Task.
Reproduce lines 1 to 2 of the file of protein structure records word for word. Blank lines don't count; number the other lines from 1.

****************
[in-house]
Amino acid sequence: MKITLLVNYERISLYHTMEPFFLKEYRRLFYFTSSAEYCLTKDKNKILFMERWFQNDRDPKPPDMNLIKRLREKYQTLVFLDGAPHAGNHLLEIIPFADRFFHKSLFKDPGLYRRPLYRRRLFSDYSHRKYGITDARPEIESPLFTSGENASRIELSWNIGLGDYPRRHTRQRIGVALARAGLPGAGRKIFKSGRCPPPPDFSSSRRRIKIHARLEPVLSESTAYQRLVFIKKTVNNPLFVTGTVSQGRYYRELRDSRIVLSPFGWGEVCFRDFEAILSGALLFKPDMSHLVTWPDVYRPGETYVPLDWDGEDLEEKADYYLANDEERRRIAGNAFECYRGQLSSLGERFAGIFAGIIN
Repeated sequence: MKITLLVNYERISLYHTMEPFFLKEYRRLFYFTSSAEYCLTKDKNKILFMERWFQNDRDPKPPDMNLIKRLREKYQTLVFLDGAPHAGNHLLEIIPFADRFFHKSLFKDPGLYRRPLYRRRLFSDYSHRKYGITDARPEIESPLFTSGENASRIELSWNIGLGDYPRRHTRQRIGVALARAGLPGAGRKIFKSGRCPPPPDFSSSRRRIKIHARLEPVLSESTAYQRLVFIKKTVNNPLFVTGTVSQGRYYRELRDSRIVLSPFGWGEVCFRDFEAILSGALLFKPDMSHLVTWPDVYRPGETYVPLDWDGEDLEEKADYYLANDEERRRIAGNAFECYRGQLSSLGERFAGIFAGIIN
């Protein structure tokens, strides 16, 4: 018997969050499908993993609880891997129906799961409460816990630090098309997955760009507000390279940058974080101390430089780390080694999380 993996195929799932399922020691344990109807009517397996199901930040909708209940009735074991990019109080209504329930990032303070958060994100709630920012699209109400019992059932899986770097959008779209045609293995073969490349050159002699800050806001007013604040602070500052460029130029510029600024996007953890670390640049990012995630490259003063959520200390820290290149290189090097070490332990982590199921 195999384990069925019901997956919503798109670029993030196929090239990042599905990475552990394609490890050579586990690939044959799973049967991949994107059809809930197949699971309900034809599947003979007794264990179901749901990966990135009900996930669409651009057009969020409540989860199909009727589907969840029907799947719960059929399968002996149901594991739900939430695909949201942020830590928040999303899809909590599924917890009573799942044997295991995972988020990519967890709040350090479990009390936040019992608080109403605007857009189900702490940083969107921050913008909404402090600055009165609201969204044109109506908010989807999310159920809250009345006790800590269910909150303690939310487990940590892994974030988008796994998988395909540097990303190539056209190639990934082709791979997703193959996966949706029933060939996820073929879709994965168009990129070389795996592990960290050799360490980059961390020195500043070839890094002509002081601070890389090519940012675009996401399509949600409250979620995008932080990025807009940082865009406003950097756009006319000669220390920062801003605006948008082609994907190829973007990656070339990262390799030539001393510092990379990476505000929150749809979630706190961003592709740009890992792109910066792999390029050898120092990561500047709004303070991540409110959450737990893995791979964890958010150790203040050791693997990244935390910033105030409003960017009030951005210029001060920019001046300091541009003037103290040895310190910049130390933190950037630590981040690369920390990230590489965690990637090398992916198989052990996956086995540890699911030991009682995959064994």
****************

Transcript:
[in-house]
Amino acid sequence: MKITLLVNYERISLYHTMEPFFLKEYRRLFYFTSSAEYCLTKDKNKILFMERWFQNDRDPKPPDMNLIKRLREKYQTLVFLDGAPHAGNHLLEIIPFADRFFHKSLFKDPGLYRRPLYRRRLFSDYSHRKYGITDARPEIESPLFTSGENASRIELSWNIGLGDYPRRHTRQRIGVALARAGLPGAGRKIFKSGRCPPPPDFSSSRRRIKIHARLEPVLSESTAYQRLVFIKKTVNNPLFVTGTVSQGRYYRELRDSRIVLSPFGWGEVCFRDFEAILSGALLFKPDMSHLVTWPDVYRPGETYVPLDWDGEDLEEKADYYLANDEERRRIAGNAFECYRGQLSSLGERFAGIFAGIIN